Two major Eastern railroads have filed lawsuits against the Maryland Department of Environment to block it from disclosing their shipments of crude oil through the state, according to court records.
Norfolk Southern Railway and CSX Transportation claim the release of the information would pose a security threat and compromise commercially sensitive information, according to complaints filed in Baltimore Circuit Court.
The federal government began requiring railroads in May to report all shipments of more than one million gallons of Bakken crude oil to emergency officials in the states the shipments pass through, following several rail accidents involving the volatile fuel.
Norfolk Southern and CSX say Tom Levering, director of emergency preparedness planning for the environment department, which monitors fuel shipments through the state, was named as their emergency contact in Maryland and signed confidentiality agreements promising to protect the data as proprietary information.
However, after reporters with McClatchy and the Associated Press filed state Public Information Act requests for the reports last month, the agency notified the railroads that it would be releasing the documents on July 24 unless the companies took legal action. Attorneys for the agency said Levering was not authorized to sign an agreement in conflict with the public information law.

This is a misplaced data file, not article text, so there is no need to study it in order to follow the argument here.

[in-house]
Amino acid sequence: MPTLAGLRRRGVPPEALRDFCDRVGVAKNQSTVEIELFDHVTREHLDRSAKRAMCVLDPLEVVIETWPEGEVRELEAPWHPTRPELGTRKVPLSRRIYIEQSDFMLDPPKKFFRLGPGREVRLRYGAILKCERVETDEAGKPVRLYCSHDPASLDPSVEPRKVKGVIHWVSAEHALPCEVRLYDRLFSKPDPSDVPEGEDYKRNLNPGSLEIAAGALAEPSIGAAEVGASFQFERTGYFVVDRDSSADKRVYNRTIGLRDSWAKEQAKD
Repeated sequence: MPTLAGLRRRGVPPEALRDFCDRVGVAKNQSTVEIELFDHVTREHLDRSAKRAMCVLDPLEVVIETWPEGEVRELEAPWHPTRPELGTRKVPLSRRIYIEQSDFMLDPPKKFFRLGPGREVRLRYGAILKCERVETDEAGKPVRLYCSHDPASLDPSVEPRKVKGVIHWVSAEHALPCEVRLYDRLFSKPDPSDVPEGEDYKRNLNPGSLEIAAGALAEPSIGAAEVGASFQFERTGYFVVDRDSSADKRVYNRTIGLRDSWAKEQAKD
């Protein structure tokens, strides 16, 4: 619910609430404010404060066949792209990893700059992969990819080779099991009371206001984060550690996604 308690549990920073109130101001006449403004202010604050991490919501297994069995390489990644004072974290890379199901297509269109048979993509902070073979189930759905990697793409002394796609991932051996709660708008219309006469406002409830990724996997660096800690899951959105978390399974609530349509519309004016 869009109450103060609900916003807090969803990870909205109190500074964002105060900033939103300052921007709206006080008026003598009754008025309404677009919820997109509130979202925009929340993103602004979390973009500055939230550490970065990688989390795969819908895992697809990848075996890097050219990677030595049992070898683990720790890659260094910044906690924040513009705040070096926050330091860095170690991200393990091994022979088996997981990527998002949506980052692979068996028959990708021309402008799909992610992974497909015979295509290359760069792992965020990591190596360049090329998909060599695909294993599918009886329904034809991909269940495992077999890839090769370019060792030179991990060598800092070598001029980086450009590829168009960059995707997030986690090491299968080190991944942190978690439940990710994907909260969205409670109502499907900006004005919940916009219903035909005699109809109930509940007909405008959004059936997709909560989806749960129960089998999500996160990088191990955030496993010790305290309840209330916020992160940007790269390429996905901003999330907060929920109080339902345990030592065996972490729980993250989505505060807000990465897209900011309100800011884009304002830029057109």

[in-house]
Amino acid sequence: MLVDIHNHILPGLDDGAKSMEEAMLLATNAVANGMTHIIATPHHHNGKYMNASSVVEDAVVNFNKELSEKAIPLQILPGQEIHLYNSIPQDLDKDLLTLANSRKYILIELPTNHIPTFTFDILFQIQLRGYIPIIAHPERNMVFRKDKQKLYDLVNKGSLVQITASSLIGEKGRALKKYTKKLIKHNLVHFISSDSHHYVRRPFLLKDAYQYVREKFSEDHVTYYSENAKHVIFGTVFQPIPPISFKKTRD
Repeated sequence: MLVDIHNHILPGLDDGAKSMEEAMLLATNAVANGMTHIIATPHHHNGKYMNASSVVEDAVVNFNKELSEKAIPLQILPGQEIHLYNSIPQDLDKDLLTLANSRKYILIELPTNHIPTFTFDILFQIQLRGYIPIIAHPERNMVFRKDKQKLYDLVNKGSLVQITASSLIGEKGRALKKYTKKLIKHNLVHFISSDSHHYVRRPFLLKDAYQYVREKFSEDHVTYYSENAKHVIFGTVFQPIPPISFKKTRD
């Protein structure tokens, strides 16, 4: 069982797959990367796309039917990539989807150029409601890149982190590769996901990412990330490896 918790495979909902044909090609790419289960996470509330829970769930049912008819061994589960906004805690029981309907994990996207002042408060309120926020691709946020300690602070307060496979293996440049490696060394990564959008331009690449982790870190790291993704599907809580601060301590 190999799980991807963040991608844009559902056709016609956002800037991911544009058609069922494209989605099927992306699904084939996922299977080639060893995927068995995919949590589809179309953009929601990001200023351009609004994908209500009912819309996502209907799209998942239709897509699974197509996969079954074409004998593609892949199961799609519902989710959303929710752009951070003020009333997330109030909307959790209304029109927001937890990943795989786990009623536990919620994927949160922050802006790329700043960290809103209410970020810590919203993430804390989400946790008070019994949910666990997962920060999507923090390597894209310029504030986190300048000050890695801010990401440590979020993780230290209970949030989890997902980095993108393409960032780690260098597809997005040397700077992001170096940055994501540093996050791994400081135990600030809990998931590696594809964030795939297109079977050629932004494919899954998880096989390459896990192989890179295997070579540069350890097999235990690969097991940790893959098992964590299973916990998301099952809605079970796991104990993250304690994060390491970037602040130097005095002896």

Norfolk Southern filed a complaint for injunctive relief July 23. CSX did the same the following day. Both have since filed for temporary restraining orders in the case.
Marc A. Campsen, an attorney with Baltimore-based Wright, Constable & Skeen who is representing both railroads, declined to comment. Assistant Attorney General Ellen Cohill, who is representing the environment department, also declined to comment.
The state has said it will withhold the records until the court rules on the railroads' motions.